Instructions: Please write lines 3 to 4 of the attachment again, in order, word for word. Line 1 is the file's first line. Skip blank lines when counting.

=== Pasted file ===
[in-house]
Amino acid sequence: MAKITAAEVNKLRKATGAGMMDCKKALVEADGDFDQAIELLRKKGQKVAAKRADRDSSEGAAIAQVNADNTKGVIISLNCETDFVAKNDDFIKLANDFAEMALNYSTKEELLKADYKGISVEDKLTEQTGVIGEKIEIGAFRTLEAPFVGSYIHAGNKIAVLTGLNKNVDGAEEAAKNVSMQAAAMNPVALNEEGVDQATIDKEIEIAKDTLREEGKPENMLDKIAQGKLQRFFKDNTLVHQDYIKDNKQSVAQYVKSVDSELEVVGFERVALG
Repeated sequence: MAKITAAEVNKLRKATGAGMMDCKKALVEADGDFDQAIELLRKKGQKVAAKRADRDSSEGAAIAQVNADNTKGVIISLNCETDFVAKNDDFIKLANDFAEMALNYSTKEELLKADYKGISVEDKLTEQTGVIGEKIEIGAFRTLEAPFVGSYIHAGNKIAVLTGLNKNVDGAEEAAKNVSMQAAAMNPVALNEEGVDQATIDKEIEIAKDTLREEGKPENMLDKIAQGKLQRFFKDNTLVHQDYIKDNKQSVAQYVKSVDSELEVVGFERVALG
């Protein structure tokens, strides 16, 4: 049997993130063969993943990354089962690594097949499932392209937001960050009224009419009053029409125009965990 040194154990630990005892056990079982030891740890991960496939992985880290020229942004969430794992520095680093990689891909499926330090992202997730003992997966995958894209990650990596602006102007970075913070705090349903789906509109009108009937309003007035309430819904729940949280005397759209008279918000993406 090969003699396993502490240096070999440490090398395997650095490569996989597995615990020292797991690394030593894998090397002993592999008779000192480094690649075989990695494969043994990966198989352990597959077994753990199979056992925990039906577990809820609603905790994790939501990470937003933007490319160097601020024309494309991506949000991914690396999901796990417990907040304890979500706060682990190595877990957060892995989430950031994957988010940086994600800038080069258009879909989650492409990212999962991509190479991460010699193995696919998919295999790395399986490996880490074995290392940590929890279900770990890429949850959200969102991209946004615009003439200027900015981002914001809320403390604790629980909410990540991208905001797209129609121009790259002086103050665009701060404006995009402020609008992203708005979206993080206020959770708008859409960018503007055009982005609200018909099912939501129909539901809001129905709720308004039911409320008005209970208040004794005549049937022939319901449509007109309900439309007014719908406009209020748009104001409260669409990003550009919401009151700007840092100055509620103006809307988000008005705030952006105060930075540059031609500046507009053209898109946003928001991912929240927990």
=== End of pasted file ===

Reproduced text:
Repeated sequence: MAKITAAEVNKLRKATGAGMMDCKKALVEADGDFDQAIELLRKKGQKVAAKRADRDSSEGAAIAQVNADNTKGVIISLNCETDFVAKNDDFIKLANDFAEMALNYSTKEELLKADYKGISVEDKLTEQTGVIGEKIEIGAFRTLEAPFVGSYIHAGNKIAVLTGLNKNVDGAEEAAKNVSMQAAAMNPVALNEEGVDQATIDKEIEIAKDTLREEGKPENMLDKIAQGKLQRFFKDNTLVHQDYIKDNKQSVAQYVKSVDSELEVVGFERVALG
């Protein structure tokens, strides 16, 4: 049997993130063969993943990354089962690594097949499932392209937001960050009224009419009053029409125009965990 040194154990630990005892056990079982030891740890991960496939992985880290020229942004969430794992520095680093990689891909499926330090992202997730003992997966995958894209990650990596602006102007970075913070705090349903789906509109009108009937309003007035309430819904729940949280005397759209008279918000993406 090969003699396993502490240096070999440490090398395997650095490569996989597995615990020292797991690394030593894998090397002993592999008779000192480094690649075989990695494969043994990966198989352990597959077994753990199979056992925990039906577990809820609603905790994790939501990470937003933007490319160097601020024309494309991506949000991914690396999901796990417990907040304890979500706060682990190595877990957060892995989430950031994957988010940086994600800038080069258009879909989650492409990212999962991509190479991460010699193995696919998919295999790395399986490996880490074995290392940590929890279900770990890429949850959200969102991209946004615009003439200027900015981002914001809320403390604790629980909410990540991208905001797209129609121009790259002086103050665009701060404006995009402020609008992203708005979206993080206020959770708008859409960018503007055009982005609200018909099912939501129909539901809001129905709720308004039911409320008005209970208040004794005549049937022939319901449509007109309900439309007014719908406009209020748009104001409260669409990003550009919401009151700007840092100055509620103006809307988000008005705030952006105060930075540059031609500046507009053209898109946003928001991912929240927990």